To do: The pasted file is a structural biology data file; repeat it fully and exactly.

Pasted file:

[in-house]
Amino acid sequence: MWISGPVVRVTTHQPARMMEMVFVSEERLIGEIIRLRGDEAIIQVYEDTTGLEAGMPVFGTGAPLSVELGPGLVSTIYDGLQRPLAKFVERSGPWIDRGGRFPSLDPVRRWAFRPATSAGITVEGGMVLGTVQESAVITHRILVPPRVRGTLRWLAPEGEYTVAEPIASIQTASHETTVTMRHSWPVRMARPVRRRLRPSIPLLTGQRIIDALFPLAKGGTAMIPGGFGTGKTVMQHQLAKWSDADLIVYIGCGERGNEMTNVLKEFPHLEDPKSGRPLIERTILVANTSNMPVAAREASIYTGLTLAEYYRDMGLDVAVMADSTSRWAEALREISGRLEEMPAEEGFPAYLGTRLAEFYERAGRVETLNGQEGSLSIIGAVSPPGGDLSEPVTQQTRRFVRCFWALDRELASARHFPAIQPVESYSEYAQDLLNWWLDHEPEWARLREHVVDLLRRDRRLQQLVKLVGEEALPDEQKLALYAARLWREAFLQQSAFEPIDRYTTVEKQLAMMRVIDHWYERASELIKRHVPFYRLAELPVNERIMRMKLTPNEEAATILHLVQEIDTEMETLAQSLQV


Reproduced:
[in-house]
Amino acid sequence: MWISGPVVRVTTHQPARMMEMVFVSEERLIGEIIRLRGDEAIIQVYEDTTGLEAGMPVFGTGAPLSVELGPGLVSTIYDGLQRPLAKFVERSGPWIDRGGRFPSLDPVRRWAFRPATSAGITVEGGMVLGTVQESAVITHRILVPPRVRGTLRWLAPEGEYTVAEPIASIQTASHETTVTMRHSWPVRMARPVRRRLRPSIPLLTGQRIIDALFPLAKGGTAMIPGGFGTGKTVMQHQLAKWSDADLIVYIGCGERGNEMTNVLKEFPHLEDPKSGRPLIERTILVANTSNMPVAAREASIYTGLTLAEYYRDMGLDVAVMADSTSRWAEALREISGRLEEMPAEEGFPAYLGTRLAEFYERAGRVETLNGQEGSLSIIGAVSPPGGDLSEPVTQQTRRFVRCFWALDRELASARHFPAIQPVESYSEYAQDLLNWWLDHEPEWARLREHVVDLLRRDRRLQQLVKLVGEEALPDEQKLALYAARLWREAFLQQSAFEPIDRYTTVEKQLAMMRVIDHWYERASELIKRHVPFYRLAELPVNERIMRMKLTPNEEAATILHLVQEIDTEMETLAQSLQV